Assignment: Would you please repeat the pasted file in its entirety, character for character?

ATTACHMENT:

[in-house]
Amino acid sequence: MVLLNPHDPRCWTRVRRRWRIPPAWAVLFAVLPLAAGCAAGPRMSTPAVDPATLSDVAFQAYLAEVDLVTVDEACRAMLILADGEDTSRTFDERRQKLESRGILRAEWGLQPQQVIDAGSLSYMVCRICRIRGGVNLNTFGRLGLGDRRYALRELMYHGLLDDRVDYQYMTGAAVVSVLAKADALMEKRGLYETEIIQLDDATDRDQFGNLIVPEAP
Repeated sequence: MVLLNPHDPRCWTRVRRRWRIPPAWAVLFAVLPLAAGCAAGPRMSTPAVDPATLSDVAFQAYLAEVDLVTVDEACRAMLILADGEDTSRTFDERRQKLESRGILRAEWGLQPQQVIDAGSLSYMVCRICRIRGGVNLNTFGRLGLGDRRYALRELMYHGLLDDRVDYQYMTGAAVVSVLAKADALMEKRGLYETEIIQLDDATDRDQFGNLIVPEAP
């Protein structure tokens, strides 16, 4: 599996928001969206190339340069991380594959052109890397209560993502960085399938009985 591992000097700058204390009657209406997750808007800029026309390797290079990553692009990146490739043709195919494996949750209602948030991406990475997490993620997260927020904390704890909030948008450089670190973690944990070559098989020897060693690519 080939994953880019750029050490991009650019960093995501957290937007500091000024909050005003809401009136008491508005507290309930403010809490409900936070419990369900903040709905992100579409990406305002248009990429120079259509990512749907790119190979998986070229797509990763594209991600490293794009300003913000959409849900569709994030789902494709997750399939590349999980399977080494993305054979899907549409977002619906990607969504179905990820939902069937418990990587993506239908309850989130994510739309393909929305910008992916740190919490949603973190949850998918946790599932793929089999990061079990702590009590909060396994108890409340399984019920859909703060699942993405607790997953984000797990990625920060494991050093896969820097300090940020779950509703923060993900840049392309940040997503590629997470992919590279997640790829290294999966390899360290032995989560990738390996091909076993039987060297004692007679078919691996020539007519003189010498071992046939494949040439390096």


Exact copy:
[in-house]
Amino acid sequence: MVLLNPHDPRCWTRVRRRWRIPPAWAVLFAVLPLAAGCAAGPRMSTPAVDPATLSDVAFQAYLAEVDLVTVDEACRAMLILADGEDTSRTFDERRQKLESRGILRAEWGLQPQQVIDAGSLSYMVCRICRIRGGVNLNTFGRLGLGDRRYALRELMYHGLLDDRVDYQYMTGAAVVSVLAKADALMEKRGLYETEIIQLDDATDRDQFGNLIVPEAP
Repeated sequence: MVLLNPHDPRCWTRVRRRWRIPPAWAVLFAVLPLAAGCAAGPRMSTPAVDPATLSDVAFQAYLAEVDLVTVDEACRAMLILADGEDTSRTFDERRQKLESRGILRAEWGLQPQQVIDAGSLSYMVCRICRIRGGVNLNTFGRLGLGDRRYALRELMYHGLLDDRVDYQYMTGAAVVSVLAKADALMEKRGLYETEIIQLDDATDRDQFGNLIVPEAP
């Protein structure tokens, strides 16, 4: 599996928001969206190339340069991380594959052109890397209560993502960085399938009985 591992000097700058204390009657209406997750808007800029026309390797290079990553692009990146490739043709195919494996949750209602948030991406990475997490993620997260927020904390704890909030948008450089670190973690944990070559098989020897060693690519 080939994953880019750029050490991009650019960093995501957290937007500091000024909050005003809401009136008491508005507290309930403010809490409900936070419990369900903040709905992100579409990406305002248009990429120079259509990512749907790119190979998986070229797509990763594209991600490293794009300003913000959409849900569709994030789902494709997750399939590349999980399977080494993305054979899907549409977002619906990607969504179905990820939902069937418990990587993506239908309850989130994510739309393909929305910008992916740190919490949603973190949850998918946790599932793929089999990061079990702590009590909060396994108890409340399984019920859909703060699942993405607790997953984000797990990625920060494991050093896969820097300090940020779950509703923060993900840049392309940040997503590629997470992919590279997640790829290294999966390899360290032995989560990738390996091909076993039987060297004692007679078919691996020539007519003189010498071992046939494949040439390096």